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|Title:||NUTRITIONAL AND CONTRACTILE REGULATION OF HUMAN MUSCLE PROTEIN SYNTHESIS: ROLE OF LEUCINE AND CITRULLINE|
|Authors:||Churchward-Venne, Tyler A.|
|Advisor:||Phillips, Stuart M|
|Keywords:||muscle protein synthesis;leucine;resistance exercise;citrulline;stable isotope tracers;amino acids;Kinesiology;Kinesiology|
|Abstract:||<p>Amino acids are key nutritional stimuli that are both substrate for muscle protein synthesis (MPS), and signaling molecules that regulate the translational machinery. There is a dose-dependent relationship between protein intake and MPS that differs between young and elderly subjects. The current thesis contains results from three separate studies that were conducted to examine to potential to enhance smaller doses of protein, known to be suboptimal in their capacity to stimulate MPS, through supplementation with specific amino acids, namely leucine and citrulline.</p> <p>The first two studies examined the potential to enhance the muscle protein synthetic capacity of a smaller, suboptimal dose of whey protein with leucine. In study one, we concluded that leucine supplementation of a suboptimal dose of protein could render it as effective at enhancing rates of MPS as ~four times as much protein (25 g) under resting conditions, but not following resistance exercise. In study two, we examined the potential of leucine and branched-chain amino acids to enhance the MPS response of a suboptimal dose of protein within the context of mixed macronutrient ingestion. We concluded that supplementation with a relatively high dose of leucine could render it as effective at enhancing MPS rates as ~four times as much protein (25 g) under both resting and post-exercise conditions.</p> <p>In study three, we examined the potential of citrulline supplementation to enhance blood flow, microvascular circulation, and MPS in response to a suboptimal dose of whey protein in elderly subjects. We concluded that supplementation of a suboptimal dose of protein with citrulline did not augment bulk blood flow or muscle microvascular circulation. The major findings from the works presented in this thesis is that smaller doses of protein that normally elicit a suboptimal increase in MPS can be made more anabolic when supplemented with specific amino acids.</p>|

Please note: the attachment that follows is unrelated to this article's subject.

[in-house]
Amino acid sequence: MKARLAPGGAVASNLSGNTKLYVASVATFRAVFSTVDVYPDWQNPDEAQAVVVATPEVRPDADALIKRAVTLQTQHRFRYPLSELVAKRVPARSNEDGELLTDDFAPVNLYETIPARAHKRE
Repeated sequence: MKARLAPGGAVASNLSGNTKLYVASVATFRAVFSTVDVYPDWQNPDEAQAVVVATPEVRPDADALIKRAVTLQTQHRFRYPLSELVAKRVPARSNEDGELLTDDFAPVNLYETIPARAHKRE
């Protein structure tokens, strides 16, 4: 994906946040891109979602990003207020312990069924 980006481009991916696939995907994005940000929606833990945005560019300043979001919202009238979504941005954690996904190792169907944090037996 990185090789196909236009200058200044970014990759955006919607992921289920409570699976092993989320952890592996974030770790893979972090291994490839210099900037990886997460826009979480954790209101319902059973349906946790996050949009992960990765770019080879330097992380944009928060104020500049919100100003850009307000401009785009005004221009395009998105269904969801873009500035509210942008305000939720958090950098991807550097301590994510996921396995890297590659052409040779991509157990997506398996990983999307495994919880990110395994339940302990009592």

|Appears in Collections:||Open Access Dissertations and Theses|
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